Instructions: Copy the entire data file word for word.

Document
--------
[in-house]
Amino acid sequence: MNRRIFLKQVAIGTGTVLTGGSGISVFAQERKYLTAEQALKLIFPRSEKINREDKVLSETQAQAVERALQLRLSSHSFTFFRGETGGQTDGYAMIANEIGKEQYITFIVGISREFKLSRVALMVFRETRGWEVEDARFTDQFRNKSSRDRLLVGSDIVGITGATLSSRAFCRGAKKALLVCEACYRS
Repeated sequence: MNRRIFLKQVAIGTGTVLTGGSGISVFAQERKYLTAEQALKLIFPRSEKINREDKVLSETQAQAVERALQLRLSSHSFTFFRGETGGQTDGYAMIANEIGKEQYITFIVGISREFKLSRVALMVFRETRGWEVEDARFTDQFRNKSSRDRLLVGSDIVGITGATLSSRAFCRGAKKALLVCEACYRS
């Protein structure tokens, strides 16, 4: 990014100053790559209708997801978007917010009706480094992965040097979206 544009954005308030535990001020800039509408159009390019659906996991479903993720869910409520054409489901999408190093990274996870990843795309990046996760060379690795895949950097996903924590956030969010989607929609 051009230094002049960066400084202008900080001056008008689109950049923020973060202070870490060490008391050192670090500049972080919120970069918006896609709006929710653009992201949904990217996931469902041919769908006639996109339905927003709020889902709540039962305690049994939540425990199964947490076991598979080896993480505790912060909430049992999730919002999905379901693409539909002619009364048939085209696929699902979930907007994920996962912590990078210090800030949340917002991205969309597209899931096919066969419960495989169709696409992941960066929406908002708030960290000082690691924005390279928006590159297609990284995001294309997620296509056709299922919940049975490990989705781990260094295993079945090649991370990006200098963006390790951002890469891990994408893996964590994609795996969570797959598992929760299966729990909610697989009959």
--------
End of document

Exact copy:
[in-house]
Amino acid sequence: MNRRIFLKQVAIGTGTVLTGGSGISVFAQERKYLTAEQALKLIFPRSEKINREDKVLSETQAQAVERALQLRLSSHSFTFFRGETGGQTDGYAMIANEIGKEQYITFIVGISREFKLSRVALMVFRETRGWEVEDARFTDQFRNKSSRDRLLVGSDIVGITGATLSSRAFCRGAKKALLVCEACYRS
Repeated sequence: MNRRIFLKQVAIGTGTVLTGGSGISVFAQERKYLTAEQALKLIFPRSEKINREDKVLSETQAQAVERALQLRLSSHSFTFFRGETGGQTDGYAMIANEIGKEQYITFIVGISREFKLSRVALMVFRETRGWEVEDARFTDQFRNKSSRDRLLVGSDIVGITGATLSSRAFCRGAKKALLVCEACYRS
């Protein structure tokens, strides 16, 4: 990014100053790559209708997801978007917010009706480094992965040097979206 544009954005308030535990001020800039509408159009390019659906996991479903993720869910409520054409489901999408190093990274996870990843795309990046996760060379690795895949950097996903924590956030969010989607929609 051009230094002049960066400084202008900080001056008008689109950049923020973060202070870490060490008391050192670090500049972080919120970069918006896609709006929710653009992201949904990217996931469902041919769908006639996109339905927003709020889902709540039962305690049994939540425990199964947490076991598979080896993480505790912060909430049992999730919002999905379901693409539909002619009364048939085209696929699902979930907007994920996962912590990078210090800030949340917002991205969309597209899931096919066969419960495989169709696409992941960066929406908002708030960290000082690691924005390279928006590159297609990284995001294309997620296509056709299922919940049975490990989705781990260094295993079945090649991370990006200098963006390790951002890469891990994408893996964590994609795996969570797959598992929760299966729990909610697989009959």